For many of us who were employees before we became SMME’s or Entrepreneurs, creating a budget was something that we perhaps did on a monthly basis. It was all that we needed because we were assured of a fixed income at the end of each and every month.


As an SMME however, especially when we are starting out, we do not know what to expect. We can always theorize about what we would like to have coming in as income, but we do have quite a bit of control over what will be going out. It is really is a good idea to know exactly how much your need to be coming in to be able to pay the basic bills. So creating a 12 month budget is a good idea.

Having a 12 month budget will allow you to plan and strategize what you need and want to do for the following twelve months. Creating a 12 month budget is not something that you should do when you have some spare time, but rather something that you should allocate time to do. It should be seen as something that is critical to your business, rather than something that is viewed as a waste of time. It will assist you in ensuring that your business has a manageable and sustainable financial plan.

For me the challenge always is just to get started. If you are not sure about what you are doing, it is really easy to procrastinate. So book it in your diary and just get going.

First of all you need to know what your profit/loss format is. Don’t panic – it is not as scary as it sounds. You start with your income – take what you charge for your product and/or service, less your cost of sale (which is the cost of the goods sold or the cost to you, in order to supply the service), less your overhead expenses. This is your net income (also known as profit).

Don’t forget to list all of your expenses or the expenses that you expect to have during the next 12 months and also your projected income. Then in order to ensure that you don’t overstate your income, it is always a good idea to validate it. So for example if you predict that your income in July is going to be say R20 000.00, you need to list how that R20 000.00 is made up. In other words, what you are going to do in order to bring that money into the company? Be careful that you don’t underestimate your expenses – be realistic about your expectations – it is always better to come in under budget on your expenses and over budget on your income than the other way around.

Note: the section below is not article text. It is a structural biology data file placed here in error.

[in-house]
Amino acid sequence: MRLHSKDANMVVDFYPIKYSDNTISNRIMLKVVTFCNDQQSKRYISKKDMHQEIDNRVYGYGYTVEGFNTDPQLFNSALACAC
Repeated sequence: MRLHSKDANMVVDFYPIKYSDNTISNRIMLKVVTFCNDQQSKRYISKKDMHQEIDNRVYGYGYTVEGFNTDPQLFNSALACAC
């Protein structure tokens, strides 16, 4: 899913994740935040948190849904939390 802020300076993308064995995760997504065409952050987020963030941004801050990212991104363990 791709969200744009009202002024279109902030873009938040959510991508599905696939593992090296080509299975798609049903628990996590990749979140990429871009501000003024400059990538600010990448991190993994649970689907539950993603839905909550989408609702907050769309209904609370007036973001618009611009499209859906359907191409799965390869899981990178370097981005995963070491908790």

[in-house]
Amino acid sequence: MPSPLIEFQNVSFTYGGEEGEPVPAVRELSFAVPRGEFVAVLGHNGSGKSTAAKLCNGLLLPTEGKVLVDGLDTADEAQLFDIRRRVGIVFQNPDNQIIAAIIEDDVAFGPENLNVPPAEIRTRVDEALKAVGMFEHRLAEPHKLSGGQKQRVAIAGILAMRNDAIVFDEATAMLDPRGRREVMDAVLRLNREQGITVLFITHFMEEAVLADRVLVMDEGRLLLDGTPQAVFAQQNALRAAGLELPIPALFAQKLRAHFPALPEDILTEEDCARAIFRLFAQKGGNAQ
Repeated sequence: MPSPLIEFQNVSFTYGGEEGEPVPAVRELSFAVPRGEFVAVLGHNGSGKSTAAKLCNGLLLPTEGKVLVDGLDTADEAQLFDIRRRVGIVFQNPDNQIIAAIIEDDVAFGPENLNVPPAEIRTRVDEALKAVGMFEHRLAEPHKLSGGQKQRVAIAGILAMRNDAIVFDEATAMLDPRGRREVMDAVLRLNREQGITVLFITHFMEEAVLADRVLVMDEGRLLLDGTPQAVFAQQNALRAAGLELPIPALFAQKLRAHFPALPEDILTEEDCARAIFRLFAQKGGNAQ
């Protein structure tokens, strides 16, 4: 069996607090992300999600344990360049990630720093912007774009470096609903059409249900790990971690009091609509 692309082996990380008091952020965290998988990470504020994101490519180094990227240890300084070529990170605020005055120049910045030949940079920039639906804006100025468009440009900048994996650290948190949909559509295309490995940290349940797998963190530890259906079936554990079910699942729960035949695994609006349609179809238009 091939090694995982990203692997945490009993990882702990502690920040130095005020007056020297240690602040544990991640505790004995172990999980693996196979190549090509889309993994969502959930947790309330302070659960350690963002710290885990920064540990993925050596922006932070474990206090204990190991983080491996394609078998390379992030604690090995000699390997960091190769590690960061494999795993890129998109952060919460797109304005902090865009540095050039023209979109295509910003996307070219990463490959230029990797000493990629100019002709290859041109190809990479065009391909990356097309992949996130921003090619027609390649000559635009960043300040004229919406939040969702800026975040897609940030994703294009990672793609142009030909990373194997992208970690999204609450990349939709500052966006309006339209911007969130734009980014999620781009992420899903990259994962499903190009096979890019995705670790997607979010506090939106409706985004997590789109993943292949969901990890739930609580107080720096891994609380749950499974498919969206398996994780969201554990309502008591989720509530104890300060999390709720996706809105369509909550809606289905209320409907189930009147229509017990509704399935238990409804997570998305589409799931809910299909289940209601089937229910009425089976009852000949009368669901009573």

Remember to compare your actual monthly figures to your predicted theoretical figures. This will be of real value to you, firstly to ensure that you keep your sales figures up and your expenses down, and secondly it will assist you in the compilation of the following year’s budget.

As a business owner myself, I am all too aware of the demands on my time and how critical it is to manage my time effectively. That said, I have learnt the hard way just how costly it is, both financially and also from a time point of view, if the financial side of the business is not managed effectively and properly.

If numbers and the financial side of things is not one of your strengths, I promise you it is in your own best interests to find someone (either an employee or a bookkeeper, or better yet an accountant) to assist you; or get yourself on some sort of “Financial Literacy” workshop so that you have the basic knowledge of what is happening in the financial side of your company. Believe me: without it, you will be lost and that is surely the quickest recipe for disaster.

You are responsible for the financial wellbeing of your company – at the very least you should be able to have a basic understanding of it.

About the author: Nikki is an Internal Auditor and Business Administration Specialist who can be contacted on 083 702 8849 or or

Small Business Forum

The Small Business Forum is an independent network of entrpreneurs and small business owners established to encourage and support the creation, growth and development of small business in South Africa.

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